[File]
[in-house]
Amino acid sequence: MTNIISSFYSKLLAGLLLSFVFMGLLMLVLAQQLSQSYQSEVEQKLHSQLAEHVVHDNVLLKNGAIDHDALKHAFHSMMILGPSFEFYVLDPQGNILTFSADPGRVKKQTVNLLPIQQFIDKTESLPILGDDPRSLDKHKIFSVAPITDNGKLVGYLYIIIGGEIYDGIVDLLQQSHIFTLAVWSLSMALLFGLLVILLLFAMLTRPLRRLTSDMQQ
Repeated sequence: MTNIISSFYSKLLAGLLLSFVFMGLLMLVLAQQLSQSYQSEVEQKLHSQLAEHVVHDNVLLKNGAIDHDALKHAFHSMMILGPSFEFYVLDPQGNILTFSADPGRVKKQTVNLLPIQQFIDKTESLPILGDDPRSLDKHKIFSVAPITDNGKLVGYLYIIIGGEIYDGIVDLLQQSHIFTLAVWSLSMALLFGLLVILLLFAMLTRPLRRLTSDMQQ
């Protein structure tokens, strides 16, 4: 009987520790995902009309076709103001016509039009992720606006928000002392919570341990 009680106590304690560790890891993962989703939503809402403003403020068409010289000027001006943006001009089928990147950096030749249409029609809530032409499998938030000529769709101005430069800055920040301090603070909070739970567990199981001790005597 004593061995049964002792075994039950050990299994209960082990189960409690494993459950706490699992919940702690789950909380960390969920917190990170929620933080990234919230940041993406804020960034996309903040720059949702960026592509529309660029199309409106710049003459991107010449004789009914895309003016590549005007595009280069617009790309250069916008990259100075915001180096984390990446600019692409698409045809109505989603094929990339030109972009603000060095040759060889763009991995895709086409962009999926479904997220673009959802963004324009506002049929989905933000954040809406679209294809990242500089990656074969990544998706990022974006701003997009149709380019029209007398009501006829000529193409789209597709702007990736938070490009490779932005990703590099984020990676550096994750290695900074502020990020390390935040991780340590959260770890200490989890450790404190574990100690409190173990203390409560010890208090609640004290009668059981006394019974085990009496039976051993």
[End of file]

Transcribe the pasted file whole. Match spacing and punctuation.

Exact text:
[in-house]
Amino acid sequence: MTNIISSFYSKLLAGLLLSFVFMGLLMLVLAQQLSQSYQSEVEQKLHSQLAEHVVHDNVLLKNGAIDHDALKHAFHSMMILGPSFEFYVLDPQGNILTFSADPGRVKKQTVNLLPIQQFIDKTESLPILGDDPRSLDKHKIFSVAPITDNGKLVGYLYIIIGGEIYDGIVDLLQQSHIFTLAVWSLSMALLFGLLVILLLFAMLTRPLRRLTSDMQQ
Repeated sequence: MTNIISSFYSKLLAGLLLSFVFMGLLMLVLAQQLSQSYQSEVEQKLHSQLAEHVVHDNVLLKNGAIDHDALKHAFHSMMILGPSFEFYVLDPQGNILTFSADPGRVKKQTVNLLPIQQFIDKTESLPILGDDPRSLDKHKIFSVAPITDNGKLVGYLYIIIGGEIYDGIVDLLQQSHIFTLAVWSLSMALLFGLLVILLLFAMLTRPLRRLTSDMQQ
């Protein structure tokens, strides 16, 4: 009987520790995902009309076709103001016509039009992720606006928000002392919570341990 009680106590304690560790890891993962989703939503809402403003403020068409010289000027001006943006001009089928990147950096030749249409029609809530032409499998938030000529769709101005430069800055920040301090603070909070739970567990199981001790005597 004593061995049964002792075994039950050990299994209960082990189960409690494993459950706490699992919940702690789950909380960390969920917190990170929620933080990234919230940041993406804020960034996309903040720059949702960026592509529309660029199309409106710049003459991107010449004789009914895309003016590549005007595009280069617009790309250069916008990259100075915001180096984390990446600019692409698409045809109505989603094929990339030109972009603000060095040759060889763009991995895709086409962009999926479904997220673009959802963004324009506002049929989905933000954040809406679209294809990242500089990656074969990544998706990022974006701003997009149709380019029209007398009501006829000529193409789209597709702007990736938070490009490779932005990703590099984020990676550096994750290695900074502020990020390390935040991780340590959260770890200490989890450790404190574990100690409190173990203390409560010890208090609640004290009668059981006394019974085990009496039976051993």